Two UN agencies on Wednesday called for the renewal of an agreement that allows the world’s poorest countries to access life-saving drugs at costs they can afford, stressing that failing to do so would jeopardize crucial treatment for HIV/AIDS and other diseases for those who need it the most.
Illustrative image. (Photo: Internet)
“Access to affordable HIV treatment and other essential medicines is vital if least-developed countries are to achieve the health-related and other Millennium Development Goals,” said the administrator of the UN Development Programme (UNDP), Helen Clark, referring to the eight anti-poverty targets that include halting the spread of HIV/AIDS and providing universal access to treatment of this disease for all who need it by 2015.
In a press release, UNDP and the Joint United Nations Programme on HIV/AIDS (UNAIDS) urged members of the World Trade Organization (WTO) to consider the special needs and requirement of Least Developed Countries (LDCs) and extend their transition period to comply with the Agreement on Trade-Related Aspects of Intellectual Property Rights (TRIPS) next week.
Established in 1995, the TRIPS agreement sets minimum standards for various forms of intellectual property regulation at a global scale, including medical drugs. However, patent protection is a factor that drives up drug costs, making many essential treatments unaffordable for the LDCs.
“An extension would allow the world’s poorest nations to ensure sustained access to medicines, build up viable technology bases, and manufacture or import the medicines they need,” said UNAIDS Executive Director Michel Sidibe.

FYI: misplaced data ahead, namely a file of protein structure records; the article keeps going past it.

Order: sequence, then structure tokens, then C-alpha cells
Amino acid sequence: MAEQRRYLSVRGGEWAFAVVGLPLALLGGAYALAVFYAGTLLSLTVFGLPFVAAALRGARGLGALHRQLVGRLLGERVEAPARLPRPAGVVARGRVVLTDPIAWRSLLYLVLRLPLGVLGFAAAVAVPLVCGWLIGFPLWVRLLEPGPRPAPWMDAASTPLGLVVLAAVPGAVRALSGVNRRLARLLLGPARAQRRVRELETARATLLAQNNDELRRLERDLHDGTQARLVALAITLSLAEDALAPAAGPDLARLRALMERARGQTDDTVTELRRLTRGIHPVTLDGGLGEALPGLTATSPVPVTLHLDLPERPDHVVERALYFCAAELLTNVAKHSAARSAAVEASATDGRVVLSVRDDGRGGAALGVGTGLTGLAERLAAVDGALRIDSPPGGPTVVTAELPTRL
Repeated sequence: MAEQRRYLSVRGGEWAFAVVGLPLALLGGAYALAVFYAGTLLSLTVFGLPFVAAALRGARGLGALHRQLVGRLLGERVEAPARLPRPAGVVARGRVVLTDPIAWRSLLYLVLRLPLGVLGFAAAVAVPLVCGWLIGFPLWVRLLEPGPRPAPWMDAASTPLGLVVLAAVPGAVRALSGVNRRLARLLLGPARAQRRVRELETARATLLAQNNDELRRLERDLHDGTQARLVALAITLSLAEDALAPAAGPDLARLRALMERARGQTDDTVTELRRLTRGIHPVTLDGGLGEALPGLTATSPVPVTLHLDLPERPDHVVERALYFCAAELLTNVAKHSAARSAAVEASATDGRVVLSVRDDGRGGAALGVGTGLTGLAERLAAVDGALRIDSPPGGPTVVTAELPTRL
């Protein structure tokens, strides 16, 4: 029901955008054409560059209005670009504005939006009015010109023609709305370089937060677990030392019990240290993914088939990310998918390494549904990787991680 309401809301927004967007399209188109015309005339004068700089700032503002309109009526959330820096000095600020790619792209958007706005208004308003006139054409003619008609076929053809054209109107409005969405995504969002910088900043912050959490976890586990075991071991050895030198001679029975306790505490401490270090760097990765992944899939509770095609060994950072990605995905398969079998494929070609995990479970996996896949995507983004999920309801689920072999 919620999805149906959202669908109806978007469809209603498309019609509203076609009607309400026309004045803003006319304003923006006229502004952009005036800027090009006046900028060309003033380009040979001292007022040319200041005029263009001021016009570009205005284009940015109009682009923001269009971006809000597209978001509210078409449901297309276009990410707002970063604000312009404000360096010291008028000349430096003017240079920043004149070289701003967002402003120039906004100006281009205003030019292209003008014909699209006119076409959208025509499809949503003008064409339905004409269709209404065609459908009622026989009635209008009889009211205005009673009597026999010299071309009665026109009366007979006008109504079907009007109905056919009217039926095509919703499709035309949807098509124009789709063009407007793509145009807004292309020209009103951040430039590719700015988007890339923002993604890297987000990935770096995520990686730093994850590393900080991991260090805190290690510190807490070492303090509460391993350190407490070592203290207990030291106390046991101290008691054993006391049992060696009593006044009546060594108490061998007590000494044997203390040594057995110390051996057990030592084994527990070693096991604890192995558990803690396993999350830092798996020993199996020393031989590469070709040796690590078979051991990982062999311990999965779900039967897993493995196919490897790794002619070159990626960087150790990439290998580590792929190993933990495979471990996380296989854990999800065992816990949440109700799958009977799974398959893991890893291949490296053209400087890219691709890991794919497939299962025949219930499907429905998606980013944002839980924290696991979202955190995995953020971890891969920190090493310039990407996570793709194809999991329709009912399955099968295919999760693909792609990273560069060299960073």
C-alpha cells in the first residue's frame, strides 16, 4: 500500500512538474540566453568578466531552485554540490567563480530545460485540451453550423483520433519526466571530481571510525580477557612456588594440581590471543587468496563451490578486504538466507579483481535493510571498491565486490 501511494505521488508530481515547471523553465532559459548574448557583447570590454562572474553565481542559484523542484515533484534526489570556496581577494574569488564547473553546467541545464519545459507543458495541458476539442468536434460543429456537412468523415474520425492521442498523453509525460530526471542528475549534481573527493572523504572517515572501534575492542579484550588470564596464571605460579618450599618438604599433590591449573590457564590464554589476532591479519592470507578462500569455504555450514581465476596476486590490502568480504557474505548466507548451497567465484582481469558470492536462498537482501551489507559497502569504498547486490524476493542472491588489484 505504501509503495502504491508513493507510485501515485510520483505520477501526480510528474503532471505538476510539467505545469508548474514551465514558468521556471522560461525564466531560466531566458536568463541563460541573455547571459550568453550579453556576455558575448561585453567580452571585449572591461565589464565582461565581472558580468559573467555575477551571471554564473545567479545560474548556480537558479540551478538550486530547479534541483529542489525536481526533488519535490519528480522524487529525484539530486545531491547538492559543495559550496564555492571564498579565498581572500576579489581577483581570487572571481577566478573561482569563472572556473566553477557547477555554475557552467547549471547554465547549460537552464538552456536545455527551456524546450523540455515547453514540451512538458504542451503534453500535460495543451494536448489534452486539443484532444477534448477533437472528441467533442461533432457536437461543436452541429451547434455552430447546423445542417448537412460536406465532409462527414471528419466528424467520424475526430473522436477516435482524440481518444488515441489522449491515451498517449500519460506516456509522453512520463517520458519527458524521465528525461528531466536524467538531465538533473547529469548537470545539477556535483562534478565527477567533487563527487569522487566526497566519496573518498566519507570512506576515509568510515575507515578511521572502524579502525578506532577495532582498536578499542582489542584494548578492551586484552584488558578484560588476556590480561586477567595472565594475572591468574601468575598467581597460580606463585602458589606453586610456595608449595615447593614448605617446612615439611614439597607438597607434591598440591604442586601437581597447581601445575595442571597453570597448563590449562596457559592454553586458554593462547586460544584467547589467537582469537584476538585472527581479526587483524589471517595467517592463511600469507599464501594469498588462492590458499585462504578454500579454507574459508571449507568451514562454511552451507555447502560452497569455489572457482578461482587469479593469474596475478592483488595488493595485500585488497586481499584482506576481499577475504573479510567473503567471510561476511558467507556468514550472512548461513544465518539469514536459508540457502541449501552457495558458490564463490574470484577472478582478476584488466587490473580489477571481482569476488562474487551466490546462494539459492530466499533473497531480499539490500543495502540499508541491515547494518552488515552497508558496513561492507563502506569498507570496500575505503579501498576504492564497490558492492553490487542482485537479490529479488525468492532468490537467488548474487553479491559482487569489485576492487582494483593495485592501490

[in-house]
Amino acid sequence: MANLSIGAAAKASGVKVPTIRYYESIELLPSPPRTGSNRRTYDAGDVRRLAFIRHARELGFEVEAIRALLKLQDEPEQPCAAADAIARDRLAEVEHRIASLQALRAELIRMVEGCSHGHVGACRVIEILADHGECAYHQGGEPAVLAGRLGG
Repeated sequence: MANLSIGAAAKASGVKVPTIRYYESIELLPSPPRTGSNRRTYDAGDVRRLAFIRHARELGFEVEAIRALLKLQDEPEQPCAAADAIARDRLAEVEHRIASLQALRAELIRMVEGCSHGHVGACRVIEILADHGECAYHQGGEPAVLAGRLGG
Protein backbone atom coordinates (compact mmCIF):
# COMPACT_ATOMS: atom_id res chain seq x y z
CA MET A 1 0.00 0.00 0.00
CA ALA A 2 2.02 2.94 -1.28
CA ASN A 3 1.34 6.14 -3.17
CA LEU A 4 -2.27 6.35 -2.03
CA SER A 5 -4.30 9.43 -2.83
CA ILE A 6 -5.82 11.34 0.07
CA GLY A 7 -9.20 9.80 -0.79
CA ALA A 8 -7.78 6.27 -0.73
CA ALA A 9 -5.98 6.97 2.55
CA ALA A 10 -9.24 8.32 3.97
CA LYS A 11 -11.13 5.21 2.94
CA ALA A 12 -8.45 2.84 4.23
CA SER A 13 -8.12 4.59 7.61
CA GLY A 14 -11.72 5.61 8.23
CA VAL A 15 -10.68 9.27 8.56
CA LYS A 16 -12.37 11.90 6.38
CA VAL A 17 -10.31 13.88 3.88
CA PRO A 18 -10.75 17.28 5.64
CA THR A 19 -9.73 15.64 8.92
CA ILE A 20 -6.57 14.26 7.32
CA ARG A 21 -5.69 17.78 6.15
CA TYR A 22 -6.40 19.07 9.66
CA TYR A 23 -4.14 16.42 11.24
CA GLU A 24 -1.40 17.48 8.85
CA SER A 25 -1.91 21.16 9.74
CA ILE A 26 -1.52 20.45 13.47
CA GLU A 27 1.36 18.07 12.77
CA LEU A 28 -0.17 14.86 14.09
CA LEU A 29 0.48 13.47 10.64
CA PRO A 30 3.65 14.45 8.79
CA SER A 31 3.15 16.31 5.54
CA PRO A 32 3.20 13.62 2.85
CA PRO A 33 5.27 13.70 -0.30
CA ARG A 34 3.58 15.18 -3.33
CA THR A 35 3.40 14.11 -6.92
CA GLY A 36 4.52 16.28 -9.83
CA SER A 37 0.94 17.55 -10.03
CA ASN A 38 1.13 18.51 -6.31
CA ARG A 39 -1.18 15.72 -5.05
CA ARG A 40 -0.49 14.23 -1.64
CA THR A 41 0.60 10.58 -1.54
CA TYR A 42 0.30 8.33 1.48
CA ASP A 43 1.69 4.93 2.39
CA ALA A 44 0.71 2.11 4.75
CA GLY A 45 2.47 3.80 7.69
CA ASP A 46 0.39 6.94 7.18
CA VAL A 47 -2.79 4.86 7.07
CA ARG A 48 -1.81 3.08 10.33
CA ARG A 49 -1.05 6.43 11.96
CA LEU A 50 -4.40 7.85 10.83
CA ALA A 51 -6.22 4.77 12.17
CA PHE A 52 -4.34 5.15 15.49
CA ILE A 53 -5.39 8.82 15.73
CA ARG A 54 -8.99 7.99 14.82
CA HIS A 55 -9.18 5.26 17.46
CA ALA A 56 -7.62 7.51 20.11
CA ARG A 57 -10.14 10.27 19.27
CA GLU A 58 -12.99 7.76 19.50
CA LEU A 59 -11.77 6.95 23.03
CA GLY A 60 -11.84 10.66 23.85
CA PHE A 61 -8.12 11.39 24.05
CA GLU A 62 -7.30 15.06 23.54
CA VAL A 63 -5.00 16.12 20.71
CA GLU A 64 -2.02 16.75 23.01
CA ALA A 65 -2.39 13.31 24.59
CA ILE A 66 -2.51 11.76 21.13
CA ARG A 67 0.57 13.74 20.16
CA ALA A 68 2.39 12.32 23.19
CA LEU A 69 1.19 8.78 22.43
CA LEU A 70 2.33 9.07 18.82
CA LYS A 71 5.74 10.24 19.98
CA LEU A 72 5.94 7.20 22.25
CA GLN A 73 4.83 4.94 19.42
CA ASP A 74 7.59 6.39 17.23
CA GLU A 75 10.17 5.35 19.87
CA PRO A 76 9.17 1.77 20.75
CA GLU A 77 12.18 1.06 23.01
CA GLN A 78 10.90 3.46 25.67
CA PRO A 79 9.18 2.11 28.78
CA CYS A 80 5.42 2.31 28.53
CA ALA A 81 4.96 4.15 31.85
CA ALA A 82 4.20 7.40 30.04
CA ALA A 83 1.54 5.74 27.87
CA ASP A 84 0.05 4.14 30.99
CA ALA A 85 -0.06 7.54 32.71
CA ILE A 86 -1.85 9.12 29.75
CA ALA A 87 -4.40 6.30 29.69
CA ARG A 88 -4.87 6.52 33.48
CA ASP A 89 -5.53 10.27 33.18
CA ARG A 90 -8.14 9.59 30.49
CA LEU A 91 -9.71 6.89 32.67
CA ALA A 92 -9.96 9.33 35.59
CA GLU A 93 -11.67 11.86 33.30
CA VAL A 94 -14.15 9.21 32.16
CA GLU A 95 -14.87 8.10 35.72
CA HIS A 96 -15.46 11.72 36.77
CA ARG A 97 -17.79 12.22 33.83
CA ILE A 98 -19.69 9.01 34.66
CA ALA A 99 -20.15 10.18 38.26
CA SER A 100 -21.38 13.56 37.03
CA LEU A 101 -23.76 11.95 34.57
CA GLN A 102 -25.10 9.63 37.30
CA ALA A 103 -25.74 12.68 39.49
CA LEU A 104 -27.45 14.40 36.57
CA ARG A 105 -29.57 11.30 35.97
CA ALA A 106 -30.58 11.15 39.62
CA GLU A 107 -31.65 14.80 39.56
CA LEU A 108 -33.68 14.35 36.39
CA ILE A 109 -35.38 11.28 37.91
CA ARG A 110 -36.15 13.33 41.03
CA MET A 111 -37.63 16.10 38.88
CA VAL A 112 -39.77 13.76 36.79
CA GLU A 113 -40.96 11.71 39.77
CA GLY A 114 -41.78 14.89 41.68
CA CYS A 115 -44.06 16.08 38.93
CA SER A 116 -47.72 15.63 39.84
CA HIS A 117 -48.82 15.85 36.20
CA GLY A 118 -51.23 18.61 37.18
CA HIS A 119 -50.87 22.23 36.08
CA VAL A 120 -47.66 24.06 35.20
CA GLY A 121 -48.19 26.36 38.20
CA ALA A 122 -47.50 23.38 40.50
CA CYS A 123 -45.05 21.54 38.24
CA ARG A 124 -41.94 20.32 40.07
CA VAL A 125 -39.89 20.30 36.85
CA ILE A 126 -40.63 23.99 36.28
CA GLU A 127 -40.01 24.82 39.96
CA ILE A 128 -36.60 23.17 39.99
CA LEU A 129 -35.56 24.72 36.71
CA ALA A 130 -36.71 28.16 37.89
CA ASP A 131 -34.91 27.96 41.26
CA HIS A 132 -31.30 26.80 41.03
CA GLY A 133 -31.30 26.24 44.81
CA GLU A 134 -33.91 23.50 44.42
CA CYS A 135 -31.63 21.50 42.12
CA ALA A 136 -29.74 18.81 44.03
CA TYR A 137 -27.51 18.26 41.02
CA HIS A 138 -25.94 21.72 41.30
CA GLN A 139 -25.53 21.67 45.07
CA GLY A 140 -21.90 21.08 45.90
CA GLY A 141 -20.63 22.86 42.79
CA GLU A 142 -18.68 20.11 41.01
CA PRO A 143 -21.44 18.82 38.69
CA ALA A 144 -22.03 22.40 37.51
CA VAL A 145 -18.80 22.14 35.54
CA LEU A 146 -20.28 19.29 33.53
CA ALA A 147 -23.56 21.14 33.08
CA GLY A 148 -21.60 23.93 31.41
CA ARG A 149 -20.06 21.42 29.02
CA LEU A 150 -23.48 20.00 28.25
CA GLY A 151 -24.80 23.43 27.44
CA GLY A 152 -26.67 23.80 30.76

The LDCs are home to some of the world’s most vulnerable people and bear considerable health burdens. In 2011, some 9.7 million of the 34 million people living with HIV worldwide lived in the LDCs.
Of the people living with HIV in the LDCs, 4.6 million were eligible for antiretroviral treatment in accordance with the 2010 World Health Organization HIV treatment guidelines, but only 2.5 million were receiving it.
In the 49 countries which are considered the LDCs by the United Nations, non-communicable disease burdens are also rising much faster than in higher income countries. Data from low-income countries suggest that cancer incidence is expected to rise by 82 percent from 2008 to 2030, whereas in high-income countries the incidence is expected to rise at a much lower rate of 40 percent, in part due to widespread access to vaccines and medicines.
To address this issue, WTO members had granted the LDCs a 10- year transition phase to fully comply with TRIPS. The second extension of that deadline is set to expire on July 31. A proposal to the TRIPS Council, submitted on behalf of the LDCs, seeks a further extension so long as a country remains an LDC.
The TRIPS Council is set to discuss the proposal next week in Geneva, UN officials said here.